This week IBM unveiled the HPC packaging of its Power6 chip. The Power 575 server, aimed at the HPC market, is based on the 4.7 GHz version of the Power6. The 575, along with the Power 595 (which uses a 5 GHz version of the Power6 chip), completes IBM’s transition to the new processor in its server lines and will be available in early May.
IBM is a company with three apparently vibrant lines of supercomputers: the Blue Genes, the Power line, and the x86-based systems. Where does the IBM think the Power line fits for customers? According to Dave Turek, VP of Deep Computing at IBM, “This is the platform we recommend for applications that are looking for a big memory footprint…[and] this supports both AIX and Linux, so from an operating system choice perspective you really have flexibility in that regard as well.”
The 575 is dense, very dense in fact. One rack can hold 14 2U nodes, each with 32 4.7 GHz cores of Power6, and up to 256 GB of memory per node. That puts 448 cores in a rack, compared to current offerings from many HPC vendors in the mid to high 300 cores per rack today. IBM has benchmarked the 575 at 600 GLFOPS per node, or 8.4 peak TFLOPS in a rack.
The density and high clock frequency come at a price: the Power 575 is hot. To deal with this problem, and to enhance the system’s green cred, IBM has brought back a blast from the past: liquid cooling.
In order to reduce the current leakage and remove the heat generated by this chip at nearly 5 GHz, IBM is bringing the cooling directly to the CPUs. Chilled water is circulated through the racks and delivered directly to a copper cooling block on the surface of the CPU package.
An IBM representative I spoke with in an email exchange observed that transferring heat is a fundamentally inefficient process, and that adding in multiple transfer processes (as you do when chilled water is used to cool air which is then blown over processors) compounds these inefficiencies. In the Power 575 rack the cold water is applied directly to the surface of the CPU package; no pesky middleman, at least when it comes to cooling the CPU.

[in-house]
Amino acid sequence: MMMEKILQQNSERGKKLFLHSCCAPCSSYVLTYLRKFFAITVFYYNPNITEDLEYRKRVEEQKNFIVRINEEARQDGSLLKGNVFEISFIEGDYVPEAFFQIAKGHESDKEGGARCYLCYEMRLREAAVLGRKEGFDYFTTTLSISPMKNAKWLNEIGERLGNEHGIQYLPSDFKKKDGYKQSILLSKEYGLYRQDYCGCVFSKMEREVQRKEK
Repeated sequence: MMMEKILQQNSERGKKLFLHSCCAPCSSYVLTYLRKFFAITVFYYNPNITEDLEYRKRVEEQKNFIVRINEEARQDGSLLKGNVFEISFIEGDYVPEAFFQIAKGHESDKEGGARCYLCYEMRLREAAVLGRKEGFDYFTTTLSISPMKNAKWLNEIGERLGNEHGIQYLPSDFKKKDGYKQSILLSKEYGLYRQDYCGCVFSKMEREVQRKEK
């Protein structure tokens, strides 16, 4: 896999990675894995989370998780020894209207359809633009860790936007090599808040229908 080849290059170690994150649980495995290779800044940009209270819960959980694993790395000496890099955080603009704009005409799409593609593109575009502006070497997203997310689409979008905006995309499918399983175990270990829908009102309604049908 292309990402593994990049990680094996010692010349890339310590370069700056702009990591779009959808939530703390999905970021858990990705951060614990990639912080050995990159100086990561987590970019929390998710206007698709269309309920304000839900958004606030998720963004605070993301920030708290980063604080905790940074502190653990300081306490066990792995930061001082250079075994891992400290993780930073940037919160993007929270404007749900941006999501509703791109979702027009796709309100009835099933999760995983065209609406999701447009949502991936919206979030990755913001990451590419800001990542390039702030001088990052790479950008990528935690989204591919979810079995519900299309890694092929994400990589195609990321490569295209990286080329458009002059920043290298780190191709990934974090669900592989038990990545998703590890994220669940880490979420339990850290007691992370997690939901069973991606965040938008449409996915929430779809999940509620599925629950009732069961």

But the processors generate only about half the total heat in the system. The Power 575 uses a rear-door heat exchanger to remove 50-60 percent of the heat generated by the other system components before it enters the datacenter.
IBM says that all of this cooling work pays dividends on the energy bill. Despite being 5 times faster than the previous version of this system, the new Power6 575 uses only 40 percent as much power. And, according to the company, this cooling approach also allowed IBM to use 80 percent fewer air conditioning units (known as CRAC units) in its test installation and still keep the machine cool. This reduction helps with two of the items in short supply in many data centers around the world: space and power.
But what about the water supply itself? Are you still supplying the same amount of water cooling, just redirecting it to the Power 575 racks instead of air conditioning units? IBM says no.
By the company’s calculations a 30 ton CRAC unit typically requires 90 gallons per minute (gpm) of water flow. 30 tons of on-chip water cooling at the same supply temperature requires just 26 gpm. You do still need a chiller in both cases, but since the water-cooled processors operate at lower temperature, the whole system draws less power than an air cooled equivalent system.
What about safety? Sure, everyone already has water on their machine room floor supplying CRAC units, so water in the machine room isn’t a fundamental issue. But water to a relatively few CRACs is a far cry from connecting every rack in a large system directly to the chillers.
What if a pump ruptures and dumps its water? Or what about leaks on fittings and joints?
IBM says it has addressed these issues. On the front end, the company tries to prevent leaks from happening in the first place. Copper joints are brazed where possible, and threaded joints get extra sealants. Special hose joints with a combination of a hose barb and clamp were developed, and sub-assemblies are tested to 10 times the routine operational pressure and helium leak tested.
If a leak does occur within the chip cooling system itself, a sensor warns of the leak and, if it’s beyond a certain threshhold, openings in the cooling system will direct the water under the raised floor, away from the electrical innards of the rack. For leaks at hose connections, plastic shields contain and direct the water to the bottom of the frame.
Seymour Cray, the iconic supercomputer designer, often joked he was an overpaid plumber because a lot of the system design had to do with figuring out how to run pipes through the machines to extract excess heat. In those days, lots of big inefficient processors forced supercomputer makers to use liquid cooling. Today, energy use and floor space are the big challenges. With IBM committed to fast chips in small boxes, the plumbers at Big Blue will have to be increasingly clever to keep those systems cool.